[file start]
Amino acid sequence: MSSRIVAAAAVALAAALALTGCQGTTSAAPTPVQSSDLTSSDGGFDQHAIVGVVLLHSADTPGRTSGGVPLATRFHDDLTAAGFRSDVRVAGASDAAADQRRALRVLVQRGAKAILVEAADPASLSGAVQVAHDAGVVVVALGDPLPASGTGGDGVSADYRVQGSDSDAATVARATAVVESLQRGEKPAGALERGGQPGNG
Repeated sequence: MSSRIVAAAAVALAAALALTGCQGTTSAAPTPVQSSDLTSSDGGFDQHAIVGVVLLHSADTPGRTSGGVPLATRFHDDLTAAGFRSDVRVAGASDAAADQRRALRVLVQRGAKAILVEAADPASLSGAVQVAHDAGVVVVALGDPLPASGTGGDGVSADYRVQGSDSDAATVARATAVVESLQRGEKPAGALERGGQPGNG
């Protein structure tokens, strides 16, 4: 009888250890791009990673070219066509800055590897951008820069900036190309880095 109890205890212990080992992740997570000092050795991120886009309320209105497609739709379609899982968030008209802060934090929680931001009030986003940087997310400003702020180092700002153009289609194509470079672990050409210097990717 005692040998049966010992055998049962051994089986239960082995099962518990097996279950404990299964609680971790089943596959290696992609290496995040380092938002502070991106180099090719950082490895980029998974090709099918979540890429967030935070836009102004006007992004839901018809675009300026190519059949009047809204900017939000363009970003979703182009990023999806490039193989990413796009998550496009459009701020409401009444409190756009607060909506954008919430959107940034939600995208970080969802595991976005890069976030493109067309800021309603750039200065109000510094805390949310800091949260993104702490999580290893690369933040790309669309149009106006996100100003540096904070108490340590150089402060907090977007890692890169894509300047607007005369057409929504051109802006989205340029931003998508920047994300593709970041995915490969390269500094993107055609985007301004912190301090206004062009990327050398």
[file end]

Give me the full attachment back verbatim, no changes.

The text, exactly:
Amino acid sequence: MSSRIVAAAAVALAAALALTGCQGTTSAAPTPVQSSDLTSSDGGFDQHAIVGVVLLHSADTPGRTSGGVPLATRFHDDLTAAGFRSDVRVAGASDAAADQRRALRVLVQRGAKAILVEAADPASLSGAVQVAHDAGVVVVALGDPLPASGTGGDGVSADYRVQGSDSDAATVARATAVVESLQRGEKPAGALERGGQPGNG
Repeated sequence: MSSRIVAAAAVALAAALALTGCQGTTSAAPTPVQSSDLTSSDGGFDQHAIVGVVLLHSADTPGRTSGGVPLATRFHDDLTAAGFRSDVRVAGASDAAADQRRALRVLVQRGAKAILVEAADPASLSGAVQVAHDAGVVVVALGDPLPASGTGGDGVSADYRVQGSDSDAATVARATAVVESLQRGEKPAGALERGGQPGNG
């Protein structure tokens, strides 16, 4: 009888250890791009990673070219066509800055590897951008820069900036190309880095 109890205890212990080992992740997570000092050795991120886009309320209105497609739709379609899982968030008209802060934090929680931001009030986003940087997310400003702020180092700002153009289609194509470079672990050409210097990717 005692040998049966010992055998049962051994089986239960082995099962518990097996279950404990299964609680971790089943596959290696992609290496995040380092938002502070991106180099090719950082490895980029998974090709099918979540890429967030935070836009102004006007992004839901018809675009300026190519059949009047809204900017939000363009970003979703182009990023999806490039193989990413796009998550496009459009701020409401009444409190756009607060909506954008919430959107940034939600995208970080969802595991976005890069976030493109067309800021309603750039200065109000510094805390949310800091949260993104702490999580290893690369933040790309669309149009106006996100100003540096904070108490340590150089402060907090977007890692890169894509300047607007005369057409929504051109802006989205340029931003998508920047994300593709970041995915490969390269500094993107055609985007301004912190301090206004062009990327050398």